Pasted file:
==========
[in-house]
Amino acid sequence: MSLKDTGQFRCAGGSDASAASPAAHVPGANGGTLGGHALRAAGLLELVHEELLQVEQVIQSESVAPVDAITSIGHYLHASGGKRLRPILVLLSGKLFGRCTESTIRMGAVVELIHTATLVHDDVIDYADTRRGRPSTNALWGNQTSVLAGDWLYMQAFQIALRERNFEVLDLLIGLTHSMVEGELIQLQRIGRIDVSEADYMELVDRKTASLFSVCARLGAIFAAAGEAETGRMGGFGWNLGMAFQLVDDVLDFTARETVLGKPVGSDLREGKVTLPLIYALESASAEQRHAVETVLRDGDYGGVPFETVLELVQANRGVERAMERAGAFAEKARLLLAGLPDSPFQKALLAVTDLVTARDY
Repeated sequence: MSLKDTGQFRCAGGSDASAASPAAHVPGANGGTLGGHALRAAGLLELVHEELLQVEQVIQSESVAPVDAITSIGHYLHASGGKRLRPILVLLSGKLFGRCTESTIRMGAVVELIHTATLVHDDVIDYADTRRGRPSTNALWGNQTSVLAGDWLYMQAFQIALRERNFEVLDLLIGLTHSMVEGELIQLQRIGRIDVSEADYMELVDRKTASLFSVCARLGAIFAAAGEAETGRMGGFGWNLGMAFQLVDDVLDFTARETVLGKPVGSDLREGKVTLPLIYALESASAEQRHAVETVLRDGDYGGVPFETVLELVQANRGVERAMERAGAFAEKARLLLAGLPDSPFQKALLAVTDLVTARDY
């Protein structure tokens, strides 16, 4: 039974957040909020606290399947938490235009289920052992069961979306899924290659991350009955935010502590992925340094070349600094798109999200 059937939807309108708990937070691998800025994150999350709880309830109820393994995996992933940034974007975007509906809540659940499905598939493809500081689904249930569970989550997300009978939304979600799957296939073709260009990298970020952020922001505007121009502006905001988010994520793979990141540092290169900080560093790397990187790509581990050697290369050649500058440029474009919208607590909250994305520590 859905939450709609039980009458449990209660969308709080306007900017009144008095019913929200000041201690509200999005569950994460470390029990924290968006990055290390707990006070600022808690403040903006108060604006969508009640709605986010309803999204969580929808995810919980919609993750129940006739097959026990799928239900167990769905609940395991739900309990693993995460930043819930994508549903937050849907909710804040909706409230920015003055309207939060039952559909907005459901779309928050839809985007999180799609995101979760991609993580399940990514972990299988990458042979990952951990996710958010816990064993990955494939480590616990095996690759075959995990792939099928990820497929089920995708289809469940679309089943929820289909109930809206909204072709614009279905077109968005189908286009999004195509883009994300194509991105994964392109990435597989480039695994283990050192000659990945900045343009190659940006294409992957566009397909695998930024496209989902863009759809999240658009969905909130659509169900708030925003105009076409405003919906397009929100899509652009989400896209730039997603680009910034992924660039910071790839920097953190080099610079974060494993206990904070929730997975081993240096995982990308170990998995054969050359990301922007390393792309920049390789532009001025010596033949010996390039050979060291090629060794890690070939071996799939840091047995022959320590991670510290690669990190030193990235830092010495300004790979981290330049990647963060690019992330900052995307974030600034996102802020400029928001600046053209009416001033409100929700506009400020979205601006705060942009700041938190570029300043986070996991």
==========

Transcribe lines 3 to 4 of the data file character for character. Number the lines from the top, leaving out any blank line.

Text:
Repeated sequence: MSLKDTGQFRCAGGSDASAASPAAHVPGANGGTLGGHALRAAGLLELVHEELLQVEQVIQSESVAPVDAITSIGHYLHASGGKRLRPILVLLSGKLFGRCTESTIRMGAVVELIHTATLVHDDVIDYADTRRGRPSTNALWGNQTSVLAGDWLYMQAFQIALRERNFEVLDLLIGLTHSMVEGELIQLQRIGRIDVSEADYMELVDRKTASLFSVCARLGAIFAAAGEAETGRMGGFGWNLGMAFQLVDDVLDFTARETVLGKPVGSDLREGKVTLPLIYALESASAEQRHAVETVLRDGDYGGVPFETVLELVQANRGVERAMERAGAFAEKARLLLAGLPDSPFQKALLAVTDLVTARDY
């Protein structure tokens, strides 16, 4: 039974957040909020606290399947938490235009289920052992069961979306899924290659991350009955935010502590992925340094070349600094798109999200 059937939807309108708990937070691998800025994150999350709880309830109820393994995996992933940034974007975007509906809540659940499905598939493809500081689904249930569970989550997300009978939304979600799957296939073709260009990298970020952020922001505007121009502006905001988010994520793979990141540092290169900080560093790397990187790509581990050697290369050649500058440029474009919208607590909250994305520590 859905939450709609039980009458449990209660969308709080306007900017009144008095019913929200000041201690509200999005569950994460470390029990924290968006990055290390707990006070600022808690403040903006108060604006969508009640709605986010309803999204969580929808995810919980919609993750129940006739097959026990799928239900167990769905609940395991739900309990693993995460930043819930994508549903937050849907909710804040909706409230920015003055309207939060039952559909907005459901779309928050839809985007999180799609995101979760991609993580399940990514972990299988990458042979990952951990996710958010816990064993990955494939480590616990095996690759075959995990792939099928990820497929089920995708289809469940679309089943929820289909109930809206909204072709614009279905077109968005189908286009999004195509883009994300194509991105994964392109990435597989480039695994283990050192000659990945900045343009190659940006294409992957566009397909695998930024496209989902863009759809999240658009969905909130659509169900708030925003105009076409405003919906397009929100899509652009989400896209730039997603680009910034992924660039910071790839920097953190080099610079974060494993206990904070929730997975081993240096995982990308170990998995054969050359990301922007390393792309920049390789532009001025010596033949010996390039050979060291090629060794890690070939071996799939840091047995022959320590991670510290690669990190030193990235830092010495300004790979981290330049990647963060690019992330900052995307974030600034996102802020400029928001600046053209009416001033409100929700506009400020979205601006705060942009700041938190570029300043986070996991």